Damber Ghalley remembers seeing his unconscious sister on an ambulance stretcher, being taken out the back door of the West Philadelphia clinic where she had undergone an abortion.
Ghalley and his niece - the woman's daughter - were stunned.
"I asked the doctor, 'What happened?' " Ghalley recalled yesterday during a phone interview. "He said: 'Her heart stopped. The procedure went well, but her heart stopped.' "
Ghalley's sister, Karnamaya Mongar, 41, developed a fatal heart arrhythmia after being given painkillers and other drugs at the clinic at 3801 Lancaster Ave., which is owned and run by Kermit B. Gosnell, according to a state order suspending his medical license.
The suspension, issued Monday by the state Board of Medicine, followed a raid of the clinic by federal and state drug agents who are investigating Gosnell, 69, on suspicion of illegal distribution of prescription painkillers. Drug Enforcement Administration spokesman Brian Dougherty said yesterday that he could not comment.
The suspension order describes "deplorable and unsanitary" conditions such as "blood on the floor and parts of aborted fetuses in jars." It also says an employee with no medical license routinely dispensed prescription drugs and performed medical exams while Gosnell was out of the clinic.
The suspension is the latest trouble for Gosnell, who has been named as a defendant in 46 civil suits - 10 of them medical-malpractice cases - since 1981.
Calls placed to Gosnell's home and office yesterday went unanswered.
The clinic - a block away from Penn Presbyterian Medical Center - has big black letters proclaiming dental care, family practice, geriatrics, and physical therapy, but the order suspending Gosnell's license says it "specializes in abortions and pain management."
The unlicensed employee, according to the order, gave Mongar a round of painkillers Nov. 20, then called Gosnell because the patient was still experiencing severe cramping from drugs to induce labor. Gosnell directed that another round of drugs be administered. After he arrived at the clinic to perform the abortion, Mongar was given yet more medication.
Ghalley says he was told nothing as he sat in the waiting room with his 21-year-old niece, Yashoda Mongar.
Ghalley explained that his sister; her husband, Ash; and their three children were living with him in Woodbridge, Va., a suburb of Washington. They had arrived in the United States only five months earlier from their native Bhutan, a poor, mountainous, landlocked nation between China and India.
Ghalley, who has been in the United States for a decade and speaks English fluently, became their interpreter, guide, and chauffeur.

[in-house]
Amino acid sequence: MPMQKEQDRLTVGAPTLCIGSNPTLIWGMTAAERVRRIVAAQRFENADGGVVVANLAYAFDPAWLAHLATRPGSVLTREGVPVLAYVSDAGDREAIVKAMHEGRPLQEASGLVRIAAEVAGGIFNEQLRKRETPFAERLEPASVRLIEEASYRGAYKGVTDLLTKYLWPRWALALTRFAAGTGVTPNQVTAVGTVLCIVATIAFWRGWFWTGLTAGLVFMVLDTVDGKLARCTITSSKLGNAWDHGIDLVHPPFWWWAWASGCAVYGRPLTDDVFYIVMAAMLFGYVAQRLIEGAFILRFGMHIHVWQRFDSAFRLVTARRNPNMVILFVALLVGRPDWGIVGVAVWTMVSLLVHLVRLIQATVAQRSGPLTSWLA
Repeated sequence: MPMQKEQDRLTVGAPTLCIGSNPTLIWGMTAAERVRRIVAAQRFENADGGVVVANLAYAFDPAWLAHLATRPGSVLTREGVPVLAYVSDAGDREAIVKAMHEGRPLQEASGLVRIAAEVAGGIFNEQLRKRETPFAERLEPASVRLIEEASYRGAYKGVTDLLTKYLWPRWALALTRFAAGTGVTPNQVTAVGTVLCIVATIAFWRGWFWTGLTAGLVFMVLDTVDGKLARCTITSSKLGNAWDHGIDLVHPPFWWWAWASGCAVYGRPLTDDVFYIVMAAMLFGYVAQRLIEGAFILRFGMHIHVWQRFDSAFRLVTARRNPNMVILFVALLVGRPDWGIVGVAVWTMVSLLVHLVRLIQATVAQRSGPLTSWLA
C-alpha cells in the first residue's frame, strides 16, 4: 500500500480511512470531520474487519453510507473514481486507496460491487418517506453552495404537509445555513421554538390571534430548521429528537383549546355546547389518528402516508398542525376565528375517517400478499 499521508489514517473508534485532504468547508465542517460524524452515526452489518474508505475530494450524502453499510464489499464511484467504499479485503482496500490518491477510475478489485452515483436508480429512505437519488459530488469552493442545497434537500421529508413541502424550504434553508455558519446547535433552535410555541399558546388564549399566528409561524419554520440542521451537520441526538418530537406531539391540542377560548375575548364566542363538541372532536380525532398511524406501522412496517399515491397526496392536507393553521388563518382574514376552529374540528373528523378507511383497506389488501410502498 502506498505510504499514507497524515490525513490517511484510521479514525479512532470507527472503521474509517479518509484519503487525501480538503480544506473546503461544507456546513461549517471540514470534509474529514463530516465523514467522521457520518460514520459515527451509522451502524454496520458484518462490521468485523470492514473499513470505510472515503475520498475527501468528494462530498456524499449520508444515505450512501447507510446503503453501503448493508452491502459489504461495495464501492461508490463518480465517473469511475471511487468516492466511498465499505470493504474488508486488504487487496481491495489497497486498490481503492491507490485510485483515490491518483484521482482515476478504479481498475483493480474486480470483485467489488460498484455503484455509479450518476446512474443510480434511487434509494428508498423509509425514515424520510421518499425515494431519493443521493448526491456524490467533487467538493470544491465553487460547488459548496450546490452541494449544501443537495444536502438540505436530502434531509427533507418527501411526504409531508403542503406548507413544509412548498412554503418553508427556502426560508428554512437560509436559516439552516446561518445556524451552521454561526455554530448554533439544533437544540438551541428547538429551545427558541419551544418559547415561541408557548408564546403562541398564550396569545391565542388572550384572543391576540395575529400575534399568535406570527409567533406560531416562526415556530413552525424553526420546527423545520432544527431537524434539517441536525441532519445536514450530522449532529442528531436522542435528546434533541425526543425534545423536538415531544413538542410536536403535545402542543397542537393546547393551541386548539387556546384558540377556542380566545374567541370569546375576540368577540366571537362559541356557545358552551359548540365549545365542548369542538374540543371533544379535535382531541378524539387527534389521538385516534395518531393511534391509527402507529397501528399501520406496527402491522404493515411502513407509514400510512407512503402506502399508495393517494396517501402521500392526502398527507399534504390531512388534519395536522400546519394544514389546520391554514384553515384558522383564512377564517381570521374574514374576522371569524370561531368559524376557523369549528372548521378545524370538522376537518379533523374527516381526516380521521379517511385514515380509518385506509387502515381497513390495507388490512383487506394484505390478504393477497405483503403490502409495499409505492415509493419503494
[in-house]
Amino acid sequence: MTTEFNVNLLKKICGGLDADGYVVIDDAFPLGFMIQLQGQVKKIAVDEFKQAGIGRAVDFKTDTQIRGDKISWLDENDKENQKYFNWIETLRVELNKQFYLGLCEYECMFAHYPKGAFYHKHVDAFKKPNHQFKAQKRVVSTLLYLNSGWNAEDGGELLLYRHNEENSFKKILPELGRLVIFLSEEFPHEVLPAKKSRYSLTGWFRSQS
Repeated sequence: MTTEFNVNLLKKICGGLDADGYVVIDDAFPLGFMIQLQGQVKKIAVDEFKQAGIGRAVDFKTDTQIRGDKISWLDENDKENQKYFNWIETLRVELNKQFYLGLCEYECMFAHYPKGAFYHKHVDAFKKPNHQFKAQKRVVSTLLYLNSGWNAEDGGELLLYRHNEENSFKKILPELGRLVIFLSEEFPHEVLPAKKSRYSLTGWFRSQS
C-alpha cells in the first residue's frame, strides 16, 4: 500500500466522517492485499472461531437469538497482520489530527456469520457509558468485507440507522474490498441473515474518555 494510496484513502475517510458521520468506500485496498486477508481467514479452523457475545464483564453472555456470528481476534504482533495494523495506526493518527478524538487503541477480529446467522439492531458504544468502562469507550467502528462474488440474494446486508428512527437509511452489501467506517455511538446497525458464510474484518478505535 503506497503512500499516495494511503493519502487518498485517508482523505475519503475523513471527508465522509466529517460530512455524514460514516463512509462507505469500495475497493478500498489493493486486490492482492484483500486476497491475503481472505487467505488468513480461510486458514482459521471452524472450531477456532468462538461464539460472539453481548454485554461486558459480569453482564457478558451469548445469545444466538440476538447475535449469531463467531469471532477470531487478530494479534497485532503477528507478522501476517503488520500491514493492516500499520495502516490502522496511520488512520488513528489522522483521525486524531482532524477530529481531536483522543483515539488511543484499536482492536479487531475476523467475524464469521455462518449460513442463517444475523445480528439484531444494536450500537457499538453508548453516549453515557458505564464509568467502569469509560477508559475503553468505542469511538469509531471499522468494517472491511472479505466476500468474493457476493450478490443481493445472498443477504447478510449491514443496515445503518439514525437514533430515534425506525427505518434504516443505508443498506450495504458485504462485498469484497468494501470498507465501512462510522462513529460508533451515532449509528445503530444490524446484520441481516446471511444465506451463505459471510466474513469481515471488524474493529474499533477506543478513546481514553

He did not question his sister when she asked him to drive her to an abortion clinic in Virginia.
"In our culture, they [the couple] cannot talk about it with relatives," Ghalley said. "She was depressed. I figured she has three children, she has grandkids also, maybe she did not want another child."
Because Mongar was more than 12 weeks pregnant, the Virginia abortion clinic referred her to one in Maryland.
"They didn't want to do it either," Ghalley said. "They gave the name of the Philadelphia clinic."
Mongar was about 18 or 19 weeks pregnant on that November night, Ghalley said. Her husband could not accompany her because "he just got a job in a chicken factory."
Ghalley's first impression of the Philadelphia facility - a shabby, three-story brick structure with a two-story annex - was not good.
"So dirty. Dirty, bloody, a lot of people waiting," Ghalley recalled. "I was thinking at that time, maybe he [the doctor] was cheaper."
Later, as Ghalley watched his sister being put in the ambulance, a clinic employee and his niece began crying.
"I was crying, too," Ghalley said. "There was no other disease. My sister was fine before that."
All through the night and half the next day, Ghalley and his niece waited at the Hospital of the University of Pennsylvania, where Mongar was put on life support.
"They got her heart beating," he said. "I was hoping. I was praying. In the morning, I saw [Gosnell] and asked him if something went wrong."
Gosnell's answer was reassuring, and Mongar's family decided that her death was "in God's hands," Ghalley said.
This is not the first time Pennsylvania has suspended Gosnell's license. In 1996, he temporarily lost it for allowing a physician's assistant to treat patients. He got it back after paying a $1,000 penalty.
This time, however, the violation is more egregious.
"In this case, the worker had absolutely no medical training or license whatsoever," said Basil Merenda, state commissioner of professional and occupational affairs.
Gosnell also skirted the state's abortion control in 2007 when he performed an abortion on a minor without her parents' consent. It became public when the parents brought a civil suit for assault. Gosnell paid $10,000 to settle the case.
Ghalley said he was still waiting for the autopsy report on his sister. He was not aware that Gosnell's license had been suspended.
"Thank you from the bottom of my heart for telling me," Ghalley said.
Contact staff writer Marie McCullough at 215-854-2720 or firstname.lastname@example.org.
Staff writer Allison Steele contributed to this article.